‘A man who is a storyteller is more attractive to women.’ Now there’s an invitation to be a hero if ever I heard one.

Assuming, of course, that you’re a man. And assuming you want to be attractive to women…

But this particular snippet of wisdom appears to be true. At least according to a recent study by researchers at the University of North Carolina and at SUNY Buffalo.

Carried out with the help of hundreds of male and female undergraduates.

And yes, the results were clear. Women found good storytellers more attractive as long-term partners. They were also seen as higher status.

Strangely, men didn’t feel the same about women who were good storytellers. Possibly (speaking as a man, of course) because we don’t care for the competition…

So – why? What’s so sexy about storytelling?

The authors are not clear about it themselves. Their suggestion? ‘Good storytellers may be more likely to influence others or to gain positions of authority in society.’

So – are you a hero (or even a heroine)?

With an incentive like that it’s probably time to knuckle down and polish up our storytelling skills.

We’ve covered this – to some extent – in two earlier blogs. The Blish model – how you can write the perfect newsletter and Why you need to be a storyteller.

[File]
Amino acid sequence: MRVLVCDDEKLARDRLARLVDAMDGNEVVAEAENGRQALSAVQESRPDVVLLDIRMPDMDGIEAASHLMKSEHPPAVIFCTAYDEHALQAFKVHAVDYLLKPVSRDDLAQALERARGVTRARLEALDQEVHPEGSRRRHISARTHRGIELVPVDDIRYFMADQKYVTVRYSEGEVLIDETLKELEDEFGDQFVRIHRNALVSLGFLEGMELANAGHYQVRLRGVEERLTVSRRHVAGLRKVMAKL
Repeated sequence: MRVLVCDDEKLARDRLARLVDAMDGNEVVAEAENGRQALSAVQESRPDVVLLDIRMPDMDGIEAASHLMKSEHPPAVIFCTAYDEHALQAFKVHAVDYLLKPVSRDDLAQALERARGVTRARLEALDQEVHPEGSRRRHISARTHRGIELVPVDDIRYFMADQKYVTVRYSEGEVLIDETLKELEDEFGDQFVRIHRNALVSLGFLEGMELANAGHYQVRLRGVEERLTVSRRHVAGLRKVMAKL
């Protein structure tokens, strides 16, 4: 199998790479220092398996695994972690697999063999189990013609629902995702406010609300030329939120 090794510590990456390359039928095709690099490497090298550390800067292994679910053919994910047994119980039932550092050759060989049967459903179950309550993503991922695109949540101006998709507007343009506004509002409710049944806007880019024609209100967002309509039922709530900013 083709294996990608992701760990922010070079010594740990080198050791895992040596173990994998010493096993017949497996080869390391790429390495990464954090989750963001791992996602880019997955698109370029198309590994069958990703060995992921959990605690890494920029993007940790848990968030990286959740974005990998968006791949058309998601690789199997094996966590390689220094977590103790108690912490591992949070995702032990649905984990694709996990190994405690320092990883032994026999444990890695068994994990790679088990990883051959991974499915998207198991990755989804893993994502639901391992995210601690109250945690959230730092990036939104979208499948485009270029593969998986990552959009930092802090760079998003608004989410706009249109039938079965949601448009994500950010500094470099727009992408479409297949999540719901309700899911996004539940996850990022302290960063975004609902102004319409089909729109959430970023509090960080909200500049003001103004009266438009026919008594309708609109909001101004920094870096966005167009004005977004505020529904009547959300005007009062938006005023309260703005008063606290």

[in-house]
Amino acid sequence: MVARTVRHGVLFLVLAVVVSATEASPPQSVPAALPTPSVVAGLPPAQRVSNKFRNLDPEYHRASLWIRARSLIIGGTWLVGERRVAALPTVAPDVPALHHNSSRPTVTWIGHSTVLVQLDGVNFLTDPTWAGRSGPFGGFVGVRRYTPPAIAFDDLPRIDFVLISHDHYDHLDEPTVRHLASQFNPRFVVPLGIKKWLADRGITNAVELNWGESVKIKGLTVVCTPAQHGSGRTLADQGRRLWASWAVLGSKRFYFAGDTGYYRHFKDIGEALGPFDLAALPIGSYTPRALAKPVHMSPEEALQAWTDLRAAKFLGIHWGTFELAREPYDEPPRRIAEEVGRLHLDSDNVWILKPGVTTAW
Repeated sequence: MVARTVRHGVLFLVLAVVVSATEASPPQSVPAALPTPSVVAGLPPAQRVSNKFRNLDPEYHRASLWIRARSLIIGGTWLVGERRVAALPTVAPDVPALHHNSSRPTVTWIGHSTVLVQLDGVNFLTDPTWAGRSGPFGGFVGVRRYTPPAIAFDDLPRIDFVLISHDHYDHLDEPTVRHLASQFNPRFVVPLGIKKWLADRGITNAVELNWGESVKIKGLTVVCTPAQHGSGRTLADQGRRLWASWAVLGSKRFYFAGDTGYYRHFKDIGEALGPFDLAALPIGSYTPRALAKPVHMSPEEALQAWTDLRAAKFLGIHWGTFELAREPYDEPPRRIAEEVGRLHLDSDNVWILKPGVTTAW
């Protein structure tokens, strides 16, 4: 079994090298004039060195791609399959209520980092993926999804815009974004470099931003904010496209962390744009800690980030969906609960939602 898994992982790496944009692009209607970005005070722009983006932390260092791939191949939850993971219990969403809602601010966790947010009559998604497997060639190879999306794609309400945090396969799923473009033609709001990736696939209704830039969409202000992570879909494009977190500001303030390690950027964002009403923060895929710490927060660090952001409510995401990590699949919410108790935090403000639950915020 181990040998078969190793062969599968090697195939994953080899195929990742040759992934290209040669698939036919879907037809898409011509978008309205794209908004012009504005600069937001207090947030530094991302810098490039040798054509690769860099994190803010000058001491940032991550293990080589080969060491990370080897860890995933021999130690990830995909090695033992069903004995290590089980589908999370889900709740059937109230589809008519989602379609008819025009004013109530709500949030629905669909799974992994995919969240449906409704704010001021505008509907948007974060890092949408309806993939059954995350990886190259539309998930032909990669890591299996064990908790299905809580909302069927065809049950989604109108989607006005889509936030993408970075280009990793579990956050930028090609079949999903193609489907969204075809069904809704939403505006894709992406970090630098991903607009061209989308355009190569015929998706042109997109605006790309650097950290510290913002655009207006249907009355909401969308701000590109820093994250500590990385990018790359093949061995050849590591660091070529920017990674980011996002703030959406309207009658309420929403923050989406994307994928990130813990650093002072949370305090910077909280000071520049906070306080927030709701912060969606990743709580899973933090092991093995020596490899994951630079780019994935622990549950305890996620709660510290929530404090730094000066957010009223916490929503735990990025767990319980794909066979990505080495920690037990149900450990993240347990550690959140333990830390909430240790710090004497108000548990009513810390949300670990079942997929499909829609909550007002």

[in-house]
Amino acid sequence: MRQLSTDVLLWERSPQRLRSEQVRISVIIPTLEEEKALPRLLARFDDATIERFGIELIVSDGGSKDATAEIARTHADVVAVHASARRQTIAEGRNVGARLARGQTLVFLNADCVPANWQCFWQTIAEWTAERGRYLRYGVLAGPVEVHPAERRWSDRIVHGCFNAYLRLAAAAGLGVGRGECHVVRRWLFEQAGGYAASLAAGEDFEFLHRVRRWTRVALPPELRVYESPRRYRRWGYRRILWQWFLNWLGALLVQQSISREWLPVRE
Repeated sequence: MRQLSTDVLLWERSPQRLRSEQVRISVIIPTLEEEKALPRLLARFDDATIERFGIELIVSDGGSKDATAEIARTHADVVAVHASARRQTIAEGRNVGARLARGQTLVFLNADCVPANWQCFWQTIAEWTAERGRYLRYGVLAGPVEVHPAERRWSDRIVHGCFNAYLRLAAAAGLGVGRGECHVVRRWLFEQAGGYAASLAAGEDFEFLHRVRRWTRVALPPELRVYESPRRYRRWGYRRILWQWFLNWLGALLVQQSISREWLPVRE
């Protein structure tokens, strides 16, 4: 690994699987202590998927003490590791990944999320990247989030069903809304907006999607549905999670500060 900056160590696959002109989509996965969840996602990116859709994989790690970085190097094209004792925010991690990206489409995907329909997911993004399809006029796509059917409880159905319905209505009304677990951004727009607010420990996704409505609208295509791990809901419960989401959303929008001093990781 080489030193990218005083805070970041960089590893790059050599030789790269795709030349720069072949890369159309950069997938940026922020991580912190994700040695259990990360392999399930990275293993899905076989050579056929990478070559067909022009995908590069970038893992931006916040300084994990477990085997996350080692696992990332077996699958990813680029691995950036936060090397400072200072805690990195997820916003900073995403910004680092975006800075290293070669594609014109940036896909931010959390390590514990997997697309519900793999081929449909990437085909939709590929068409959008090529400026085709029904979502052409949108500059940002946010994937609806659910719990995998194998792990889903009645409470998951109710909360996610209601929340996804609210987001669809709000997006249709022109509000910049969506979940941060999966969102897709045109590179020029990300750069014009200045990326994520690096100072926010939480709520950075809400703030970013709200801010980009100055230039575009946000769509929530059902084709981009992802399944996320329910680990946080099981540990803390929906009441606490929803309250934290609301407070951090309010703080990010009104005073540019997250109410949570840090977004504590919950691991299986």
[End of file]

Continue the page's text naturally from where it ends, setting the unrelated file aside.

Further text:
But what makes the perfect story?

Ask any Hollywood screenwriter and they’ll probably start talking about ‘the hero’s journey’. It’s something that provides the core structure for many modern films – most notably Star Wars – but it’s based on an analysis of the key themes often found in myth, legend and fairy tale.

There are no fewer than seventeen stages, which can be organised in many different ways – but it’s simplest to think of a story divided into three sections:

  • Departure (or ‘separation’)
  • Initiation
  • Return

Which even suits the oldest story in the book: ‘Boy meets girl, boy loses girl, boy finds girl.’

The story begins with the hero’s call to adventure – think Gandalf’s rather firm invitation to Bilbo Baggins in The Hobbit, for example.

Once they’ve accepted (or been dragged into) the quest, heroes confront a series of tests and challenges. (Trolls, goblins, wargs and spiders, for example.)

Finally the hero reaches the ‘big boss’ – the ultimate challenge at the end of the quest. (Think large, fire-breathing dragons…)

After that, it’s time to go home – which may present challenges of its own, of course.

Your client as hero

Bearing in mind some of the advice in earlier posts, this framework gives you the perfect opportunity to cast your reader as the hero of the tale.

The call to adventure is the problem you’ve identified – to which your product or service provides the answer.

The quest can detail the many difficulties that challenge creates.

The end of the quest is your description of how the reader can use your product or service to overcome the challenge.

And the return takes your hero to a new and better place.

It’s been a good story for thousands of years. And it’s still a good story!